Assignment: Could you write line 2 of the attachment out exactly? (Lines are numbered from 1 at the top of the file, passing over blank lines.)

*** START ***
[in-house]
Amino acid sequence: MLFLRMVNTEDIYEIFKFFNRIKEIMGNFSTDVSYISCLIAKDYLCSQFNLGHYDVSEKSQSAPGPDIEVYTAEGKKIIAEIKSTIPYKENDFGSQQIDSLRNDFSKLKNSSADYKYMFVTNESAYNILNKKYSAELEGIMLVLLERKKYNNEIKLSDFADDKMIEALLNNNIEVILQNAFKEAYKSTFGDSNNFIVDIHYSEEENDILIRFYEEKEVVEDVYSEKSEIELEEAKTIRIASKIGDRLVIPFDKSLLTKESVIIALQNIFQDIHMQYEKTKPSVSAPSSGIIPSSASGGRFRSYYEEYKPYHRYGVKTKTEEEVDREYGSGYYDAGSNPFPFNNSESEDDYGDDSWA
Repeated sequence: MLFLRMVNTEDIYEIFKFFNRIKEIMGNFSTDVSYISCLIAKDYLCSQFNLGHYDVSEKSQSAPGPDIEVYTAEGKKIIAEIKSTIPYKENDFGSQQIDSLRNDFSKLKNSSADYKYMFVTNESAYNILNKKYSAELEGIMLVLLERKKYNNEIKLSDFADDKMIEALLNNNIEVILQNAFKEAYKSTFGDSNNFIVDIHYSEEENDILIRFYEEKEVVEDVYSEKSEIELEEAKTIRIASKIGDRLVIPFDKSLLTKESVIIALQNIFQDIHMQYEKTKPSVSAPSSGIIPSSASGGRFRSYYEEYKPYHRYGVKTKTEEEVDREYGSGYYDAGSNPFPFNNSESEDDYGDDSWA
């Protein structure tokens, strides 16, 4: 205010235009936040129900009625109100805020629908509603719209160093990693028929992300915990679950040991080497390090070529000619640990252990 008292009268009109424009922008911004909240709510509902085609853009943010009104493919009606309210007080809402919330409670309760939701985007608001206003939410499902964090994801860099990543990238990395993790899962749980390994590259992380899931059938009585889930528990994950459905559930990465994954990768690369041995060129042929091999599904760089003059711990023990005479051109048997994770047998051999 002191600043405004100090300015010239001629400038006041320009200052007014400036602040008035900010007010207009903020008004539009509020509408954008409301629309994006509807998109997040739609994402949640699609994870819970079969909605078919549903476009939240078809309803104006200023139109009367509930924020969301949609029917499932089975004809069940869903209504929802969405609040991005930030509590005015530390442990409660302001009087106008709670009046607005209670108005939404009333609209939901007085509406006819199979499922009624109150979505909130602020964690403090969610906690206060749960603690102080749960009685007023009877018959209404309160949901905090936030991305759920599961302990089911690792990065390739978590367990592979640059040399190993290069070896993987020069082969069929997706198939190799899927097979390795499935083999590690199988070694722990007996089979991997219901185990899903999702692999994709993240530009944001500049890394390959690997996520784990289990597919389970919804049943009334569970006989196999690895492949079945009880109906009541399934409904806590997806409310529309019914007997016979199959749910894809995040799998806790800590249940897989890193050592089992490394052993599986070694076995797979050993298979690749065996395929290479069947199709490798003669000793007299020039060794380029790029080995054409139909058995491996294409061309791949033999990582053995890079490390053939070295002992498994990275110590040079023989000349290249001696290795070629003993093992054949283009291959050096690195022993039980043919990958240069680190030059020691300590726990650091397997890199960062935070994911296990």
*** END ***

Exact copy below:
Amino acid sequence: MLFLRMVNTEDIYEIFKFFNRIKEIMGNFSTDVSYISCLIAKDYLCSQFNLGHYDVSEKSQSAPGPDIEVYTAEGKKIIAEIKSTIPYKENDFGSQQIDSLRNDFSKLKNSSADYKYMFVTNESAYNILNKKYSAELEGIMLVLLERKKYNNEIKLSDFADDKMIEALLNNNIEVILQNAFKEAYKSTFGDSNNFIVDIHYSEEENDILIRFYEEKEVVEDVYSEKSEIELEEAKTIRIASKIGDRLVIPFDKSLLTKESVIIALQNIFQDIHMQYEKTKPSVSAPSSGIIPSSASGGRFRSYYEEYKPYHRYGVKTKTEEEVDREYGSGYYDAGSNPFPFNNSESEDDYGDDSWA